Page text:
How India can resolve critical minerals problem?

As we know, critical minerals will play a vital role in green technologies, such as the construction of wind turbines, electric vehicles and solar panels. Demand for these technologies is rising around the world, with global battery demand one of the key factors in this growth.

Lithium, nickel, cobalt, manganese and graphite are crucial to battery performance, longevity and energy density, according to the International Energy Agency (IEA). As the global demand for minerals and metals rises, South America, Africa & other countries have huge reserves and the need to increase supplies as well.

Among the different minerals, Lithium saw the sharpest increase in investment, a jump of 50%, followed by copper and nickel. The sector-specific emphasis on lithium and electric vehicles is part of how China “is trying to work with local partners to build their lithium supply chains up and downstream as well. There is been a lot of enthusiasm from the Argentine government, to bring in Chinese partners from lithium miners all through that supply chain up to battery factories. In addition, last month Argentina’s Economy Minister Sergio Massa touted an agreement to use yuan from its expanding currency swap line with China to settle most of its IMF debt.

This reflects China’s assertive post-pandemic push to grow its influence throughout Latin America and the Caribbean. Brazil, Argentina, and Bolivia now all regularly use the yuan, talks with Uruguay, Honduras, and Nicaragua on bilateral free trade agreements (FTAs) are advancing, and China is stressing that its investments enhance local value chains, from lithium and electric vehicle production in Mexico to vaccine manufacturing in Chile.

For India, mineral security will be key as it aims to touch the $5 trillion economy. The Centre’s push for electric vehicles (EVs) and batteries as part of the exercise to transition to clean energy and the production linked Incentive (PLI) scheme will lead to a surge in demand for critical minerals.

And India, which is now positioning itself as a credible global manufacturing hub, will need to ensure a steady supply chain for critical minerals and rare earth elements.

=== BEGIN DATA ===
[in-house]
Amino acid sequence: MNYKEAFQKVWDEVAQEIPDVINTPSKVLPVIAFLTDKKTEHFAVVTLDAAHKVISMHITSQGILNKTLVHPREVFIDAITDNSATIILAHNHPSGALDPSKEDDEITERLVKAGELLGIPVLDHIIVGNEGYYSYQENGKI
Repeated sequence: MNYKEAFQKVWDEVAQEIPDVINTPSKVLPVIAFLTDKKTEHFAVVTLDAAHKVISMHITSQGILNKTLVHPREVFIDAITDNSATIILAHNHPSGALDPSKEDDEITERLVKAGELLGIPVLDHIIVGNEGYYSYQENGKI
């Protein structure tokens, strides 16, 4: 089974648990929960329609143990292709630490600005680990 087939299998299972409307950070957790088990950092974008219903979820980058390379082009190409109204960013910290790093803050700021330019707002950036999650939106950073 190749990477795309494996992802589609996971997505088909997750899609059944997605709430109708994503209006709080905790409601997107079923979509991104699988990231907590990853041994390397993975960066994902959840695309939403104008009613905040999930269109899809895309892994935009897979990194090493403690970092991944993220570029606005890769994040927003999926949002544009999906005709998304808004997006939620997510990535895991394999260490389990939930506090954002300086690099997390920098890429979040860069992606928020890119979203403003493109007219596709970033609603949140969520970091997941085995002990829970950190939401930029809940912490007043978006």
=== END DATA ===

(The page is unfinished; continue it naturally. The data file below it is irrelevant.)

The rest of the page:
Prime Minister Narendra Modi while speaking at the B20 summit noted that protectionism of critical materials and rare-earth elements could result in a new form of colonialism. Recently, India released a list of 30 critical minerals that it identified as essential. While for the US the list comprises 50 minerals, the EU has 34 and Australia has 26.

Lithium, cobalt, copper, gallium, nickel, tin, silicon, phosphorous, potash are among the 30 listed critical minerals for India. The political objective behind this unveiling is to re-emphasise the resiliency of the critical mineral supply chain, which is key to India’s economic and security needs.

Currently, India is import dependent for critical minerals.

Argentina alone accounts for 21 percent of the world’s lithium reserves. While at present, the country has just two mines which are in operation, a host of companies are now looking to start mining in the South American nation, which can become a leading supplier of lithium.

All along the world’s EV supply chain, a new way of mining lithium is being touted as the solution for boosting output while protecting the environment. Billions of dollars are pouring into what Goldman Sachs Group calls “potential game-changing technology,” much like shale’s disruptive impact on the oil industry.

Commercialize technology to extract lithium directly from brine, ushering in a new source to supplement the hard rock mines and huge evaporation ponds that currently supply the battery metal to the world. The advances are collectively known as direct lithium extraction, or DLE. They promise to be cheaper, faster and greener than traditional lithium production in South America, which holds about half of the world’s reserves of the silvery white metal.

Bolivia and Chile are making DLE a requirement to tap their lithium riches, a significant move given that the former has the world’s largest potential deposits and the latter has the most economically mineable reserves.

Goldman Sachs estimates that if 20% to 40% of Latin America’s brine projects use DLE, it could boost the region’s lithium output by about 35% from 2028 — or an 8% boost to global supply.

Leave a Reply